Two years ago I did a back-of-the-envelope calculation suggesting that if a well-run state is to use surveillance to prevent or investigate politically motivated violence, then it has to spend considerably more than €3000 per year and person to get results (where
person means anyone who might be willing to help plan or carry out political violence).
The limit is higher: The €3000 did not include the price of xkeyscore and the other ineffective programs that have since come to light. Most of that cost is borne by the USA, but the
500 million records supplied monthly by Germans will have cost something.
I suppose it's theoretically possible that the names of known Nazis weren't added to the list of suspects, but I can't bring myself to believe it. These are people who gather in the woods to practise with guns, and their names are in a database run by someone who supplied data to the NSA. They must have been added.
So xkeyscore had the names of Mundlos, Böhnhard, Zschäpe and probably everyone who helped them, and it found nothing, neither before any of the killings nor afterwards.
It found one thing, though: Laura Poitras had 400 out of 400 points on the risk scale, and in the event she has turned out to be a great risk to job security at the NSA.
A security guard at an airport confiscated my razor blades today. I've carried razor blades in my hand luggage since 2004 (inadvertently on the first few dozen flights, knowingly and together with my razor on a hundred or more since I found the blades). Usually the guards want to look at my razor and the corkscrew I also carry, but until today noone has asked whether I might perhaps have any blades for the razor.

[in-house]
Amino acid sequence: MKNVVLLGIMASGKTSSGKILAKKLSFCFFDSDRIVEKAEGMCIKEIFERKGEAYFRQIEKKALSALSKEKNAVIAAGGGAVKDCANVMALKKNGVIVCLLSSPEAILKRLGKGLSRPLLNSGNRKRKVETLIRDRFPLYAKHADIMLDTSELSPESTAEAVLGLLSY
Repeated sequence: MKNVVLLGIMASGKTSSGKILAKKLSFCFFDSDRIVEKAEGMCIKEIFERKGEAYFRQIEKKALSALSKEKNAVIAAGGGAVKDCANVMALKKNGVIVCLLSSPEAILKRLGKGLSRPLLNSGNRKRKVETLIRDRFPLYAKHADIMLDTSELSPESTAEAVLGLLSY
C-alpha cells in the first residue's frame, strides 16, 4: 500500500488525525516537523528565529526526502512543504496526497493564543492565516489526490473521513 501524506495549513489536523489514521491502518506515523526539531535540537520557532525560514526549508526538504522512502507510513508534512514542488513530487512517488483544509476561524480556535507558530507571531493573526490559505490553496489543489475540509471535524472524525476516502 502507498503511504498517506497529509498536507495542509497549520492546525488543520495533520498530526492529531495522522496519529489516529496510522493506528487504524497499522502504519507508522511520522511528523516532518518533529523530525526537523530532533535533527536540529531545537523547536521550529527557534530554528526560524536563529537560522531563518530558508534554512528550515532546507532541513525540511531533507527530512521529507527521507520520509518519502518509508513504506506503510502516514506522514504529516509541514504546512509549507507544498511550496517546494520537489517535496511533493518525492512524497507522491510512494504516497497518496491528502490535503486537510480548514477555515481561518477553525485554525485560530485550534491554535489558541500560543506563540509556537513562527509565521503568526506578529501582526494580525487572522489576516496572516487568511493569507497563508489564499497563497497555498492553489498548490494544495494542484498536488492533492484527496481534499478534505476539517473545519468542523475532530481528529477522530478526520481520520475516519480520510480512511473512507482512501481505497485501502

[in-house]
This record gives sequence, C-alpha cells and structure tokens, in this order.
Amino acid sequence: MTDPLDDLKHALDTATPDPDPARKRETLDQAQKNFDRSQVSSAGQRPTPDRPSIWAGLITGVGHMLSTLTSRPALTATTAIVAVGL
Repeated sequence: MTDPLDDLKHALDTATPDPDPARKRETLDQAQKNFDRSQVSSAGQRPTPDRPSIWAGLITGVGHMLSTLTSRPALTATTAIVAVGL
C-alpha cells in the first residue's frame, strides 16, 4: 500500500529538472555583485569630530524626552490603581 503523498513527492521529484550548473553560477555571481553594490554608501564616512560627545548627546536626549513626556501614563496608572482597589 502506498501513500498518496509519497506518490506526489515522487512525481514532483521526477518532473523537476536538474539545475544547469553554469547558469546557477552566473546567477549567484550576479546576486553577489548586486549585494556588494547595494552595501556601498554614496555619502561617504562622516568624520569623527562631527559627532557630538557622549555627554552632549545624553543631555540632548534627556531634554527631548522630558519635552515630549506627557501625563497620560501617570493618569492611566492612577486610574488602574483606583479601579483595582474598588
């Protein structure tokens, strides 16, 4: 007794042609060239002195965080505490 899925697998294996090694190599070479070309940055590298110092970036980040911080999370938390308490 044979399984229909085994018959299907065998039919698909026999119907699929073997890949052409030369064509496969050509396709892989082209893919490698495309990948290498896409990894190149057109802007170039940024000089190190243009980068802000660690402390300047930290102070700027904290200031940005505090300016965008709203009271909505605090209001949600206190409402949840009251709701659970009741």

He also found, and let me keep, my forbidden shampoo and aftershave. And he checked whether I had a blade in the razor. Such clue. Maybe there is hope for mankind.
Deutsche Telekom has published a live overview of internet security. It's good news, just look at the
top 5 attack types.
Here's a screenshot, in case Telekom learns that traceroute isn't a weapon and starts excluding it from the list of attack types:
I'm going to assume that 50% of what Telekom sees is innocent, ie. half the
attacks on SMB protocol are fat-fingered configurations. (I know I've fat-fingered someone's port 5353 not long ago.) That leaves 13 million SMB attacks last month, 690,000 traceroute invocations, and the other kinds of attacks are less common than traceroute.
If there are fewer attacks than traceroute invocations on everything except that one notorious Microsoft target, the world can't be too badly off. Have a nice day.
I ditched the old laptop bag and got a new one. Much better. The new one is roomier on the inside than outside — and just as dangerous to aircraft security. Things end up in it that I don't know about. During my first two trips with the new bag, I have already brought several dangerous materials undetected through security checkpoints: dangerous liquids (an orange, a large bottle of hair conditioner), a sharp knife and of course something explosive.